VBA Starter Kit – Section 4 – Declaring & Using VBA Variables

Using VBA variables is an incredibly important aspect of writing VBA code.  You’ll use variables in almost every function and subroutine you write.  When using variables, it’s very important that we declare them first. This is not a requirement. If you don’t declare a variable, VBA will auto-declare it to the “variant” type.  However, this will make your code slow to compile and could result in a lot of “type-mismatch” errors. I always recommend using the setting “Option Explicit” at the top of any module.  What is Option Explicit? It’s simply your way of telling the compiler to check and make sure that you’ve declared all your variables.  If you have a variable undeclared, it will give you a compile error and not let your sub run.  If you don’t want to add this piece of code (or don’t want to forget to!) then you can also set this as an option in the “Tools” section of your VBA editor.

Declaring VBA Variables

Declaring VBA variables is done with the term “Dim”, which is short for “Dimension”.  So, if you type “Dim A as Long”, you are declaring a variable “A” and dimensioning it as type “Long” (Long is an int64 data type.  To learn about data types, click here). You usually find the Dim statements at the beginning of a sub but they can be placed anywhere within the code. Declaring your variables helps ensure you don’t assign the incorrect type of data to a variable.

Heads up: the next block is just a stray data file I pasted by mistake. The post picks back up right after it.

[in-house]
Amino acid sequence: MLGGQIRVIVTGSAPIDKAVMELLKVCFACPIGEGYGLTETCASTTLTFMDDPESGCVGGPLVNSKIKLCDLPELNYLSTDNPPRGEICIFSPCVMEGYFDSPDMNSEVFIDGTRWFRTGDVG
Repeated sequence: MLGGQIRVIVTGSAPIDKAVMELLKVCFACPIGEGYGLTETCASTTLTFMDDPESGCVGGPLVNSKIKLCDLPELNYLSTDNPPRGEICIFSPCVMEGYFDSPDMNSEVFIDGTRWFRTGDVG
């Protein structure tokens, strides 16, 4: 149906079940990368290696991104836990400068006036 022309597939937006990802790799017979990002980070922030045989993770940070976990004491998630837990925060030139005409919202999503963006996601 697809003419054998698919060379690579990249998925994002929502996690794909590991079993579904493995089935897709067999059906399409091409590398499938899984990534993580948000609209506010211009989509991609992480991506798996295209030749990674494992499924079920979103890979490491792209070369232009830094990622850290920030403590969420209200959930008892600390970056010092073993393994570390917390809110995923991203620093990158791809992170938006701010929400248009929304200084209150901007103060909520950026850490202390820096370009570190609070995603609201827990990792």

If you do accidentally try to assign incorrect data to a variable, the compiler will tell you about the error.

Declaring VBA variables also helps others understand your code. If you declare a variable like “Dim fName As String”, most anyone looking at that would be able to understand that you are talking about a text string that represents someone’s first name.  That way, if someone comes along after you to make improvements to the code or fix bugs, they can easily see what your intentions were.

VBA Declaring Variables

Using VBA Variables

After you’ve declared a variable, you can now use that variable in your code to represent data! Using a variable depends on the type of variable you declared.  You obviously would do different things with String variables than you would Long variables or Boolean variables. In fact, that’s why they exist. Let’s explore a bit of code using variables.

 

I’ve assigned this code to a button with some data. Let’s see the result.

 

Using VBA Variables

 

This simple code applied discounts to orders where the quantity ordered was more than 500.  By using the variable discount instead of hardcoding it, we can now update that single variable if the discount ever changes. In this simple example, that wouldn’t be necessary, but what if you had this variable referenced 5, 10, or even 20 times in your code? What if you needed to have the user input the discount for your code to use? This is where using VBA variables rather than hard coding data can save you time.

Dim discount As Double
Dim i As Long
discount = 0.15
For i = 2 To 4
    If qtyCheck(Cells(i, 3).Value) = True Then
        Cells(i, 5).Value = discount
    Else
        Cells(i, 5).Value = 0
    End If
Next i
End Sub
Function qtyCheck(val As Long) As Boolean
If val >= 500 Then
    qtyCheck = True
Else
    qtyCheck = False
End If
End Function
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